The requesting moods of the other two objects (I like that expression!) may require movement or flow on the part of the tree/pot/stand combination; they are unlikely to require imbalance.

Best wishes,

Carl


Last edited by Carl Bergstrom on Wed Sep 28, 2005 12:43 pm, edited 1 time in total.

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 Post subject:
PostPosted: Tue Sep 27, 2005 2:07 pm 
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The whole system is always in balance, I think. In other words: the total picture of the 3 objects shows a balanced, often a rounded scenery. Yes, the individual object(s) may show, or even preferable to show a strong movement like a slant, but this slant will always be answered by the other object, neutralized so to speak, so that the total display can give us a complete, closed and peacefull image, maybe because our eyes can move around and around without effort.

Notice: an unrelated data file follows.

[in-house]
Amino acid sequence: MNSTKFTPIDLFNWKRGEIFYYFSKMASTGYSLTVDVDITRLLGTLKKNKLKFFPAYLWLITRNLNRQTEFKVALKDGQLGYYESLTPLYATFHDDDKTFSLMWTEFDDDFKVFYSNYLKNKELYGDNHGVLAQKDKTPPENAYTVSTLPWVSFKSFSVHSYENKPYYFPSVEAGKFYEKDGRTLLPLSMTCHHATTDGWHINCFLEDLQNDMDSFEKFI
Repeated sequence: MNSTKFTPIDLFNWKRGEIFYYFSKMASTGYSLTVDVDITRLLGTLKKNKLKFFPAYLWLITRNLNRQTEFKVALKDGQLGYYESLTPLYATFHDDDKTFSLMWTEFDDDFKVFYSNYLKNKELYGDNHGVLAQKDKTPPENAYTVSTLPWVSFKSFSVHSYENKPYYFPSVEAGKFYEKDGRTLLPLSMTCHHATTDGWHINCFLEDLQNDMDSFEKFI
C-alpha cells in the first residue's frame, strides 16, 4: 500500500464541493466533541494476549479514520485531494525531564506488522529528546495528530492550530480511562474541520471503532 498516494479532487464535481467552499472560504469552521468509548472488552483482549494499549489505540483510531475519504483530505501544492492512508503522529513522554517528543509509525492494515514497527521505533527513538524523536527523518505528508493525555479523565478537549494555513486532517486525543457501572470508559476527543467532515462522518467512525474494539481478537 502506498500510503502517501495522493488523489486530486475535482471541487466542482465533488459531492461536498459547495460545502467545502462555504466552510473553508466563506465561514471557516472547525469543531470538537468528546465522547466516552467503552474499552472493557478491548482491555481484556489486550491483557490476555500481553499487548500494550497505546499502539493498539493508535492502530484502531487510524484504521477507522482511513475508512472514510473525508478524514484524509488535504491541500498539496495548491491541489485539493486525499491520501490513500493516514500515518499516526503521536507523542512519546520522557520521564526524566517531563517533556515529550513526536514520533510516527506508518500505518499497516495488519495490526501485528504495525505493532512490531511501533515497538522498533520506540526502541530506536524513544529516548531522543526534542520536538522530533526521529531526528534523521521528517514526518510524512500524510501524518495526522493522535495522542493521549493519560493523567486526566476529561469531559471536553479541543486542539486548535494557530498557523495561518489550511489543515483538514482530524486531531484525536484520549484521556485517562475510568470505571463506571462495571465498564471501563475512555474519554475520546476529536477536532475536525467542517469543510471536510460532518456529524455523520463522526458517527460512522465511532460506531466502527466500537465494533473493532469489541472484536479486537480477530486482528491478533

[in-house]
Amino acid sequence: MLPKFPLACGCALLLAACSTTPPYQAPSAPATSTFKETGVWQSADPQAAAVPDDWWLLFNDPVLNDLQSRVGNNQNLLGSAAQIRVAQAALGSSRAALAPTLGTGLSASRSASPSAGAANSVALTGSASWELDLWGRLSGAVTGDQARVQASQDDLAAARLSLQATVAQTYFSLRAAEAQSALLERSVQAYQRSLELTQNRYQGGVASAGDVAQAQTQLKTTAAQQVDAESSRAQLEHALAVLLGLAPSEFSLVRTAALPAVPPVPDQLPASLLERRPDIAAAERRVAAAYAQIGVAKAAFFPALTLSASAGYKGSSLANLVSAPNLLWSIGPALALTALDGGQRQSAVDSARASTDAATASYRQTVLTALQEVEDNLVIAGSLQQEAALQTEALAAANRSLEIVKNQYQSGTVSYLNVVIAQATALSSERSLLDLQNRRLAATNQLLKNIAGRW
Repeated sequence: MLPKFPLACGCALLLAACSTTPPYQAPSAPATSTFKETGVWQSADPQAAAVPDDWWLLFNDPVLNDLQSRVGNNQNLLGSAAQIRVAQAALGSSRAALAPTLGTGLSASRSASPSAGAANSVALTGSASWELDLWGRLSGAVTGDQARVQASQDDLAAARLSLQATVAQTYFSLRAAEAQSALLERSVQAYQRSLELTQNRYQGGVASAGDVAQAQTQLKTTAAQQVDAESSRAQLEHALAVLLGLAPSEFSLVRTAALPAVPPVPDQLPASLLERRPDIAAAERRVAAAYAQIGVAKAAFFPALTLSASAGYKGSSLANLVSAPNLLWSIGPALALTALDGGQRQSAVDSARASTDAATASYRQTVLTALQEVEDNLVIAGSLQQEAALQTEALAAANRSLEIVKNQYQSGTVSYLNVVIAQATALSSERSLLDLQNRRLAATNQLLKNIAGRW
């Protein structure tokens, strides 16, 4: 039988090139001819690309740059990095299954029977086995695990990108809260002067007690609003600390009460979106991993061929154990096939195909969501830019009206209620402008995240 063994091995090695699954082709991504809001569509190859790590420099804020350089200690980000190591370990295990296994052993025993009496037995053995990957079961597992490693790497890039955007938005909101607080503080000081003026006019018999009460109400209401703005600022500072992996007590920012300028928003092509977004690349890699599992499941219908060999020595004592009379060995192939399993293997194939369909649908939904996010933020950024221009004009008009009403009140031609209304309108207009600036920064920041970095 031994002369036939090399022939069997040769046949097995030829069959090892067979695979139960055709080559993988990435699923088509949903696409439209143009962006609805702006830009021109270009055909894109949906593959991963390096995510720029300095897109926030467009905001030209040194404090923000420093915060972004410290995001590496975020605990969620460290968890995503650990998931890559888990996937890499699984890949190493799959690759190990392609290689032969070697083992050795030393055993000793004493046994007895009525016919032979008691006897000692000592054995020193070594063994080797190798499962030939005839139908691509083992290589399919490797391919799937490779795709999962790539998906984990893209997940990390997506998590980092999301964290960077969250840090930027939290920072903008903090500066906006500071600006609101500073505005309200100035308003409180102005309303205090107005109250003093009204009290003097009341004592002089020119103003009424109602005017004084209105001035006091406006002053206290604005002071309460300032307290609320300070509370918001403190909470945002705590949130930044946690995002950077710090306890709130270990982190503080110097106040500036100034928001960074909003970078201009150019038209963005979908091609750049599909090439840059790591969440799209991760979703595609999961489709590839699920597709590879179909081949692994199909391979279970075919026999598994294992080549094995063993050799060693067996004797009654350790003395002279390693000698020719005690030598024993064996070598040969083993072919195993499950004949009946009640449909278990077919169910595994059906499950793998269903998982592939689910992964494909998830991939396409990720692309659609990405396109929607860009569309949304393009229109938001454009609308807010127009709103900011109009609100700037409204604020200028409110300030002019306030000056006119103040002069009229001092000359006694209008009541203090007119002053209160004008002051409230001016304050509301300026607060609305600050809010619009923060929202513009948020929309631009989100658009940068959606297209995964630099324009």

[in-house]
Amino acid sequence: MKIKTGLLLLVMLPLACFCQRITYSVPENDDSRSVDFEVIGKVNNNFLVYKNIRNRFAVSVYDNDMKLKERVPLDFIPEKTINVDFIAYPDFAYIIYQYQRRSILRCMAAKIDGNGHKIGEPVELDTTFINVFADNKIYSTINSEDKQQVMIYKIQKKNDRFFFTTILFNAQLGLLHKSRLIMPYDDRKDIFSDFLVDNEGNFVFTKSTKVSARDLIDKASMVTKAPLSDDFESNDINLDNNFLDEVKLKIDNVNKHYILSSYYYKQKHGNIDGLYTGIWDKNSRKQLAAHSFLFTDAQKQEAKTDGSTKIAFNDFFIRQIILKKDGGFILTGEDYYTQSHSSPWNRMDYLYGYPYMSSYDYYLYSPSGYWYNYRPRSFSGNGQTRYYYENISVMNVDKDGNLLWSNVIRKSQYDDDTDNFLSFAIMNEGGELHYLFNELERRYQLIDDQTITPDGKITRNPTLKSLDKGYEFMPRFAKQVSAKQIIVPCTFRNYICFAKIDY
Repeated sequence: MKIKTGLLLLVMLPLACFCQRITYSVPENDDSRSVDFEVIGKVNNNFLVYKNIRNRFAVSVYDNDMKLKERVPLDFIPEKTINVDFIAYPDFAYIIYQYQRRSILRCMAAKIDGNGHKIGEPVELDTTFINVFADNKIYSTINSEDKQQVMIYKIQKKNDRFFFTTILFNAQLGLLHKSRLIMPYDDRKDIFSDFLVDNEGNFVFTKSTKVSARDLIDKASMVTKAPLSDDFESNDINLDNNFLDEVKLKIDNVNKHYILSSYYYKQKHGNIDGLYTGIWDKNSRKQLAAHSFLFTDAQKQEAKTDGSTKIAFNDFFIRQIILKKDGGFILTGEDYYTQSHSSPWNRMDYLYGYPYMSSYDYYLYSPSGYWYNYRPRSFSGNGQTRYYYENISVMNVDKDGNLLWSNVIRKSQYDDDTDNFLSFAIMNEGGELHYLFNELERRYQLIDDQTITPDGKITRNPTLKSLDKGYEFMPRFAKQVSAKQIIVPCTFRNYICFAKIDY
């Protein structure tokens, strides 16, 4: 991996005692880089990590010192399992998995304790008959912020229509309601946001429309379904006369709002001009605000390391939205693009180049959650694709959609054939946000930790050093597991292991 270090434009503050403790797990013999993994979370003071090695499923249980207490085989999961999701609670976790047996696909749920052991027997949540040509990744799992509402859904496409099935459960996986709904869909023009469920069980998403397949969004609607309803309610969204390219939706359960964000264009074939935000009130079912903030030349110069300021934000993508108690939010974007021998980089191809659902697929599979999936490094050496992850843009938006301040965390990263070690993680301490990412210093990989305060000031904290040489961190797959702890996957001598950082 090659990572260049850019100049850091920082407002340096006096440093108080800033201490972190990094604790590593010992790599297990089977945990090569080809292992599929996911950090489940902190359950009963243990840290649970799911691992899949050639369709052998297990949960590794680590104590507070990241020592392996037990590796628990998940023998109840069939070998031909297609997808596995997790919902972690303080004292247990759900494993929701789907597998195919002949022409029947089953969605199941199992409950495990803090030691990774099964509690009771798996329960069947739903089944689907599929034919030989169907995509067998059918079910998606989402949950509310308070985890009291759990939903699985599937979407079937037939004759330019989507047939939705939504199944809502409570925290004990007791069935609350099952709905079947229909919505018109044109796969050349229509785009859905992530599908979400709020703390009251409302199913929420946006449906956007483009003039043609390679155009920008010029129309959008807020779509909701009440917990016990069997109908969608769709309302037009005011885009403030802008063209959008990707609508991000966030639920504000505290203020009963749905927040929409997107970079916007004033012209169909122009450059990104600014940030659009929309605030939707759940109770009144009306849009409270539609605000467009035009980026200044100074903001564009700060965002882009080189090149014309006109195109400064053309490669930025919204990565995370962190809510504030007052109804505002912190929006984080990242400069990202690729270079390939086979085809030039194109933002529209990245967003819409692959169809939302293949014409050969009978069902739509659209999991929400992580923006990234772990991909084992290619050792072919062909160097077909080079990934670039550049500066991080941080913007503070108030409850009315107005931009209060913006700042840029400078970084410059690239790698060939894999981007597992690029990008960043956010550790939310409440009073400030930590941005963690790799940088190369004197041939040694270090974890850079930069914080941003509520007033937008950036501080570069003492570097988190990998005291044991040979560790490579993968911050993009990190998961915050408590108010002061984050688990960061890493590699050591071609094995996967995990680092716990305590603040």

But maybe I'm wrong and there are good displays with a strong movement as a whole which doesn't end where it begins, instead almost drilling the ceiling or one of the side walls.


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 Post subject: Different kinds of bonsai display
PostPosted: Wed Sep 28, 2005 11:20 am 
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Very good article Attila. I just feel to add a little to the subject, that I find interesting.
There are tree forms of bonsai display styles. They are named shin, gyo and so.
Shin is a very formal style, and in this case the scroll always is settled precisely in the centre of a Tokonoma.

Gyo is less formal and allows the scroll to be placed slightly off centre. This influences at the bonsai style and accents chosen, that also must be slightly informal in their style.